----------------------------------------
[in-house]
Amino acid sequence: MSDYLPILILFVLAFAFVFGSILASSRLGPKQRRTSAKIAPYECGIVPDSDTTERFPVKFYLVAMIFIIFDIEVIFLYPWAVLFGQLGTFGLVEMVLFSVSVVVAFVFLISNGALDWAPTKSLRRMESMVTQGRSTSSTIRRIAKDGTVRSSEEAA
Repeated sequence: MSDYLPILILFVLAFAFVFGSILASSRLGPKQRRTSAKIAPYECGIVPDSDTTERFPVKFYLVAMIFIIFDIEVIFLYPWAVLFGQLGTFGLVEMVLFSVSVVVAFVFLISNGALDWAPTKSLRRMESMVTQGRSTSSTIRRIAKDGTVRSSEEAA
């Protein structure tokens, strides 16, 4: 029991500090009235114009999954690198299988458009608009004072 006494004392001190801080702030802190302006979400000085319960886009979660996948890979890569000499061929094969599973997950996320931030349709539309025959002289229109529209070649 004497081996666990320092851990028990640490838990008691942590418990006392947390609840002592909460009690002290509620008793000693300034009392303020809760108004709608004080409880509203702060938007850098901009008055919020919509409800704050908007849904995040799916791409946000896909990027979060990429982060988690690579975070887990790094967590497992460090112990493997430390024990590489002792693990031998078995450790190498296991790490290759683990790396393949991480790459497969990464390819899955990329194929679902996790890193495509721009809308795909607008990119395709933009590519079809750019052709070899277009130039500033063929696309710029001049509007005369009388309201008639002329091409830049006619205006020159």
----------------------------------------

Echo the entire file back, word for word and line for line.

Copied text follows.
[in-house]
Amino acid sequence: MSDYLPILILFVLAFAFVFGSILASSRLGPKQRRTSAKIAPYECGIVPDSDTTERFPVKFYLVAMIFIIFDIEVIFLYPWAVLFGQLGTFGLVEMVLFSVSVVVAFVFLISNGALDWAPTKSLRRMESMVTQGRSTSSTIRRIAKDGTVRSSEEAA
Repeated sequence: MSDYLPILILFVLAFAFVFGSILASSRLGPKQRRTSAKIAPYECGIVPDSDTTERFPVKFYLVAMIFIIFDIEVIFLYPWAVLFGQLGTFGLVEMVLFSVSVVVAFVFLISNGALDWAPTKSLRRMESMVTQGRSTSSTIRRIAKDGTVRSSEEAA
């Protein structure tokens, strides 16, 4: 029991500090009235114009999954690198299988458009608009004072 006494004392001190801080702030802190302006979400000085319960886009979660996948890979890569000499061929094969599973997950996320931030349709539309025959002289229109529209070649 004497081996666990320092851990028990640490838990008691942590418990006392947390609840002592909460009690002290509620008793000693300034009392303020809760108004709608004080409880509203702060938007850098901009008055919020919509409800704050908007849904995040799916791409946000896909990027979060990429982060988690690579975070887990790094967590497992460090112990493997430390024990590489002792693990031998078995450790190498296991790490290759683990790396393949991480790459497969990464390819899955990329194929679902996790890193495509721009809308795909607008990119395709933009590519079809750019052709070899277009130039500033063929696309710029001049509007005369009388309201008639002329091409830049006619205006020159």